The Help Reviews
Both taste and perspective will inform whether viewers will find The Help a revelatory celebration of interracial healing and transcendence, or a patronizing portrait that trivializes those alliances by reducing them to melodrama and facile uplift.
"The Help'' comes out on the losing end of the movies' social history. The best film roles three black women will have all year require one of them to clean Ron Howard's daughter's house. It's self-reinforcing movie imagery.
While the book's minor -- but crucial -- details are often overlooked, the major themes are thrust on screen with forceful simplicity, as if Taylor doesn't trust us to understand the stakes.
Thanks to a talented cast -- starting with leads Emma Stone, Viola Davis and Octavia Spencer -- the movie is often entertaining. But The Help should have been challenging too.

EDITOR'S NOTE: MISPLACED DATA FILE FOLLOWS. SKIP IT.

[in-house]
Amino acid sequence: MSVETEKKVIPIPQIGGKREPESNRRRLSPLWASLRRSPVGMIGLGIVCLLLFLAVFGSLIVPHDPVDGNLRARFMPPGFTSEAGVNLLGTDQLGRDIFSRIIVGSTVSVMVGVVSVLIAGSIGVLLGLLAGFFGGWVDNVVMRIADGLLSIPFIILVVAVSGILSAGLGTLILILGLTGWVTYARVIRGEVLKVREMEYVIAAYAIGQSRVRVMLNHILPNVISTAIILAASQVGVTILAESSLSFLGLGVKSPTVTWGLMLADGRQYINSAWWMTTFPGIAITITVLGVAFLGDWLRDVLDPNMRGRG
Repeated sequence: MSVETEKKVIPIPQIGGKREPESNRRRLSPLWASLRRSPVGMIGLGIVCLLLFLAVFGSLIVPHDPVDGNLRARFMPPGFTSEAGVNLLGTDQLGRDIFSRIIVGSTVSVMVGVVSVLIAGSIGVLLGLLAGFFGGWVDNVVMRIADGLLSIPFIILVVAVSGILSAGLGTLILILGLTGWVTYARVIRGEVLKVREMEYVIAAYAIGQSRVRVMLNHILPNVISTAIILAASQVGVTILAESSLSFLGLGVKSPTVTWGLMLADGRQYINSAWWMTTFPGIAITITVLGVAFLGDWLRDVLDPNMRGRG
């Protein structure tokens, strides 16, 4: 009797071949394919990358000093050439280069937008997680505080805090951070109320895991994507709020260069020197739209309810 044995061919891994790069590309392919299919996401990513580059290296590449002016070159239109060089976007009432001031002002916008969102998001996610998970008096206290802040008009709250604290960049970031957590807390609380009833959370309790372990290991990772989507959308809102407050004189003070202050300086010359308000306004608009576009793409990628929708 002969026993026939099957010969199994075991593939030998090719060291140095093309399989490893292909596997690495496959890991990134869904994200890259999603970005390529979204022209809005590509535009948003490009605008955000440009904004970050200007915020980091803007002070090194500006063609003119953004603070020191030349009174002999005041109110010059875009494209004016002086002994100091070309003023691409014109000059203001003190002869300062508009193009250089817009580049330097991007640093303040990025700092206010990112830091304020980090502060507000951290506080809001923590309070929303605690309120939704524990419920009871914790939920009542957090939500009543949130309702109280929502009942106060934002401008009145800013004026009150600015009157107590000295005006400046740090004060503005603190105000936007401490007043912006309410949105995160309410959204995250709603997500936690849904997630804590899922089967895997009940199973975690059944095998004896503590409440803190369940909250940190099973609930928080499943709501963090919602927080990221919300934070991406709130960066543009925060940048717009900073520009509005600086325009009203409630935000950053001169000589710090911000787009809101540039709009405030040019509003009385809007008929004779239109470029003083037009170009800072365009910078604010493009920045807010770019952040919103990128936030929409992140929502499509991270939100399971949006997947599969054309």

[The Help] is, in some ways, crude and obvious, but it opens up a broad new swath of experience on the screen, and parts of it are so moving and well acted that any objections to what's second-rate seem to matter less as the movie goes on.
I was drawn into the characters and quite moved, even though all the while I was aware it was a feel-good fable, a story that deals with pain but doesn't care to be that painful.
Like its characters, it has its faults. But overall, it is a movie of imaginative sympathy that gets into the skin of its characters, into their hearts, and, ultimately, into ours.